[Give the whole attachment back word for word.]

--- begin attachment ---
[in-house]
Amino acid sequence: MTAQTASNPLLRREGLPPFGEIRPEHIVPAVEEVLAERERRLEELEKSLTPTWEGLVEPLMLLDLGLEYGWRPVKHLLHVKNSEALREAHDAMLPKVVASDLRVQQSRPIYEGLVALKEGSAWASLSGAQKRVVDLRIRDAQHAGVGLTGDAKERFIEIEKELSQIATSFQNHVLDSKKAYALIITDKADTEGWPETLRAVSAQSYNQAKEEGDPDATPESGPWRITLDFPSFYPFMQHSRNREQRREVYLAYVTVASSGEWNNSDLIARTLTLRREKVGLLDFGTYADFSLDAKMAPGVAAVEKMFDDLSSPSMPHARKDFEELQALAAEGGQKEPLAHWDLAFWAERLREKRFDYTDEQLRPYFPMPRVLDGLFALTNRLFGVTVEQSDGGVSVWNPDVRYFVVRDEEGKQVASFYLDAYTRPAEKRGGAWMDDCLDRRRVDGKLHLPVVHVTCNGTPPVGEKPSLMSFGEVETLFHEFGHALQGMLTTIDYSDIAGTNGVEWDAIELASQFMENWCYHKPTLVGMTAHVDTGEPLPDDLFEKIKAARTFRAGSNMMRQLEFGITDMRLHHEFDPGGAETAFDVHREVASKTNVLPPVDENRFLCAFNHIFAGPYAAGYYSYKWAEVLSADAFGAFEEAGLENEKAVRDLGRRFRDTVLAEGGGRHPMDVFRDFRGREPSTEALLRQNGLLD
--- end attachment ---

[in-house]
Amino acid sequence: MTAQTASNPLLRREGLPPFGEIRPEHIVPAVEEVLAERERRLEELEKSLTPTWEGLVEPLMLLDLGLEYGWRPVKHLLHVKNSEALREAHDAMLPKVVASDLRVQQSRPIYEGLVALKEGSAWASLSGAQKRVVDLRIRDAQHAGVGLTGDAKERFIEIEKELSQIATSFQNHVLDSKKAYALIITDKADTEGWPETLRAVSAQSYNQAKEEGDPDATPESGPWRITLDFPSFYPFMQHSRNREQRREVYLAYVTVASSGEWNNSDLIARTLTLRREKVGLLDFGTYADFSLDAKMAPGVAAVEKMFDDLSSPSMPHARKDFEELQALAAEGGQKEPLAHWDLAFWAERLREKRFDYTDEQLRPYFPMPRVLDGLFALTNRLFGVTVEQSDGGVSVWNPDVRYFVVRDEEGKQVASFYLDAYTRPAEKRGGAWMDDCLDRRRVDGKLHLPVVHVTCNGTPPVGEKPSLMSFGEVETLFHEFGHALQGMLTTIDYSDIAGTNGVEWDAIELASQFMENWCYHKPTLVGMTAHVDTGEPLPDDLFEKIKAARTFRAGSNMMRQLEFGITDMRLHHEFDPGGAETAFDVHREVASKTNVLPPVDENRFLCAFNHIFAGPYAAGYYSYKWAEVLSADAFGAFEEAGLENEKAVRDLGRRFRDTVLAEGGGRHPMDVFRDFRGREPSTEALLRQNGLLD